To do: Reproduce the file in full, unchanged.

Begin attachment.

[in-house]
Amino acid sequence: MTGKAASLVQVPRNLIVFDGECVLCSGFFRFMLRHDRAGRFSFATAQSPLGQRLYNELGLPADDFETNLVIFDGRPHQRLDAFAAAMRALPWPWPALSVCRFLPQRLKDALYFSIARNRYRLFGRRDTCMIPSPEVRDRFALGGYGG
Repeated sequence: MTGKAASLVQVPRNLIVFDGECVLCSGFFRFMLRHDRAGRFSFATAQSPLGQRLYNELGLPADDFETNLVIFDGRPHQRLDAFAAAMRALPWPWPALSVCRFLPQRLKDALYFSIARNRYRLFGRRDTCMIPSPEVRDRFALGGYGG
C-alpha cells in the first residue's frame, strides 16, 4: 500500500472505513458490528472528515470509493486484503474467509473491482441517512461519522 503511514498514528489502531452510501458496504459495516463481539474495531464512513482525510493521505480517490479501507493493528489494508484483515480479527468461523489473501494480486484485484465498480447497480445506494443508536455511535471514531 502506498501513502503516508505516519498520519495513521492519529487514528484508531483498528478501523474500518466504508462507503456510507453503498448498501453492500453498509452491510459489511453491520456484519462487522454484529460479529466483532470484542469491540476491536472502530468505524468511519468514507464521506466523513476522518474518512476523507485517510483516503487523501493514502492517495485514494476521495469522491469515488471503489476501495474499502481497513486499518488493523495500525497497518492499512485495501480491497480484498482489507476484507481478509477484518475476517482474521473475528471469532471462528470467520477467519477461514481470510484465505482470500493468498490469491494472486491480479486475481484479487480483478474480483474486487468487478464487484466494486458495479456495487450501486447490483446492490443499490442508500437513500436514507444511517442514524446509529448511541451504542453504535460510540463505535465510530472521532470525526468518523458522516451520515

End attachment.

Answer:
[in-house]
Amino acid sequence: MTGKAASLVQVPRNLIVFDGECVLCSGFFRFMLRHDRAGRFSFATAQSPLGQRLYNELGLPADDFETNLVIFDGRPHQRLDAFAAAMRALPWPWPALSVCRFLPQRLKDALYFSIARNRYRLFGRRDTCMIPSPEVRDRFALGGYGG
Repeated sequence: MTGKAASLVQVPRNLIVFDGECVLCSGFFRFMLRHDRAGRFSFATAQSPLGQRLYNELGLPADDFETNLVIFDGRPHQRLDAFAAAMRALPWPWPALSVCRFLPQRLKDALYFSIARNRYRLFGRRDTCMIPSPEVRDRFALGGYGG
C-alpha cells in the first residue's frame, strides 16, 4: 500500500472505513458490528472528515470509493486484503474467509473491482441517512461519522 503511514498514528489502531452510501458496504459495516463481539474495531464512513482525510493521505480517490479501507493493528489494508484483515480479527468461523489473501494480486484485484465498480447497480445506494443508536455511535471514531 502506498501513502503516508505516519498520519495513521492519529487514528484508531483498528478501523474500518466504508462507503456510507453503498448498501453492500453498509452491510459489511453491520456484519462487522454484529460479529466483532470484542469491540476491536472502530468505524468511519468514507464521506466523513476522518474518512476523507485517510483516503487523501493514502492517495485514494476521495469522491469515488471503489476501495474499502481497513486499518488493523495500525497497518492499512485495501480491497480484498482489507476484507481478509477484518475476517482474521473475528471469532471462528470467520477467519477461514481470510484465505482470500493468498490469491494472486491480479486475481484479487480483478474480483474486487468487478464487484466494486458495479456495487450501486447490483446492490443499490442508500437513500436514507444511517442514524446509529448511541451504542453504535460510540463505535465510530472521532470525526468518523458522516451520515